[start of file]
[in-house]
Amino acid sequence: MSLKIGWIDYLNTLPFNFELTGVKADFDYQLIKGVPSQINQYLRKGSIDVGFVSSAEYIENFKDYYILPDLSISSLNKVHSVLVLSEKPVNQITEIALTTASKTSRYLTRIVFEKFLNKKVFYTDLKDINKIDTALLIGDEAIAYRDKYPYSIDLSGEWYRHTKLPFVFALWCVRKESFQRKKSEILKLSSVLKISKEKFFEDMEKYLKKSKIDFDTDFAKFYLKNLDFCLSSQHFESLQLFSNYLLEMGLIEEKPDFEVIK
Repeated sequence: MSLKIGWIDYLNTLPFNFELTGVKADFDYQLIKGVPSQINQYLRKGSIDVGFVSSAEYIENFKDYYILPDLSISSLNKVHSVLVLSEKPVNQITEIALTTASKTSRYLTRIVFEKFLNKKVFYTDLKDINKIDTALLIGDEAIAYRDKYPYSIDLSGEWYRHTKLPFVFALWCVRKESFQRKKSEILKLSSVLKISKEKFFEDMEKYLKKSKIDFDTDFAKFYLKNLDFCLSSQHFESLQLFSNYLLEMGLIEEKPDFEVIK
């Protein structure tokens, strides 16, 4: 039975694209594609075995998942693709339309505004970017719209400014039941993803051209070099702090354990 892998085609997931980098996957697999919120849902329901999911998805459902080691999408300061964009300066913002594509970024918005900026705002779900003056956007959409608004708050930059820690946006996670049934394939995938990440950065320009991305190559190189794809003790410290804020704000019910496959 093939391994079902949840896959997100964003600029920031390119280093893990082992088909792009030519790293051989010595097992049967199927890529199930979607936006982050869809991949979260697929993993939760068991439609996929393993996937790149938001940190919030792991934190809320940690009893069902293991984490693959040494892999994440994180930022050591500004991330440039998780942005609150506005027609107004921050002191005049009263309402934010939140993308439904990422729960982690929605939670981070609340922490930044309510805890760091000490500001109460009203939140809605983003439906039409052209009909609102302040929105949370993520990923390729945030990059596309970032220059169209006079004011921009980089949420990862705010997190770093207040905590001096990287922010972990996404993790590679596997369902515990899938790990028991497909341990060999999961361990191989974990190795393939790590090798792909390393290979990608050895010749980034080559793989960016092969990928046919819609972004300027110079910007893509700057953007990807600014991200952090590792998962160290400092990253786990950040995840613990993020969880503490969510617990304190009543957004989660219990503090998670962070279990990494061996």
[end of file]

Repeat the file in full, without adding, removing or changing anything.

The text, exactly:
[in-house]
Amino acid sequence: MSLKIGWIDYLNTLPFNFELTGVKADFDYQLIKGVPSQINQYLRKGSIDVGFVSSAEYIENFKDYYILPDLSISSLNKVHSVLVLSEKPVNQITEIALTTASKTSRYLTRIVFEKFLNKKVFYTDLKDINKIDTALLIGDEAIAYRDKYPYSIDLSGEWYRHTKLPFVFALWCVRKESFQRKKSEILKLSSVLKISKEKFFEDMEKYLKKSKIDFDTDFAKFYLKNLDFCLSSQHFESLQLFSNYLLEMGLIEEKPDFEVIK
Repeated sequence: MSLKIGWIDYLNTLPFNFELTGVKADFDYQLIKGVPSQINQYLRKGSIDVGFVSSAEYIENFKDYYILPDLSISSLNKVHSVLVLSEKPVNQITEIALTTASKTSRYLTRIVFEKFLNKKVFYTDLKDINKIDTALLIGDEAIAYRDKYPYSIDLSGEWYRHTKLPFVFALWCVRKESFQRKKSEILKLSSVLKISKEKFFEDMEKYLKKSKIDFDTDFAKFYLKNLDFCLSSQHFESLQLFSNYLLEMGLIEEKPDFEVIK
């Protein structure tokens, strides 16, 4: 039975694209594609075995998942693709339309505004970017719209400014039941993803051209070099702090354990 892998085609997931980098996957697999919120849902329901999911998805459902080691999408300061964009300066913002594509970024918005900026705002779900003056956007959409608004708050930059820690946006996670049934394939995938990440950065320009991305190559190189794809003790410290804020704000019910496959 093939391994079902949840896959997100964003600029920031390119280093893990082992088909792009030519790293051989010595097992049967199927890529199930979607936006982050869809991949979260697929993993939760068991439609996929393993996937790149938001940190919030792991934190809320940690009893069902293991984490693959040494892999994440994180930022050591500004991330440039998780942005609150506005027609107004921050002191005049009263309402934010939140993308439904990422729960982690929605939670981070609340922490930044309510805890760091000490500001109460009203939140809605983003439906039409052209009909609102302040929105949370993520990923390729945030990059596309970032220059169209006079004011921009980089949420990862705010997190770093207040905590001096990287922010972990996404993790590679596997369902515990899938790990028991497909341990060999999961361990191989974990190795393939790590090798792909390393290979990608050895010749980034080559793989960016092969990928046919819609972004300027110079910007893509700057953007990807600014991200952090590792998962160290400092990253786990950040995840613990993020969880503490969510617990304190009543957004989660219990503090998670962070279990990494061996």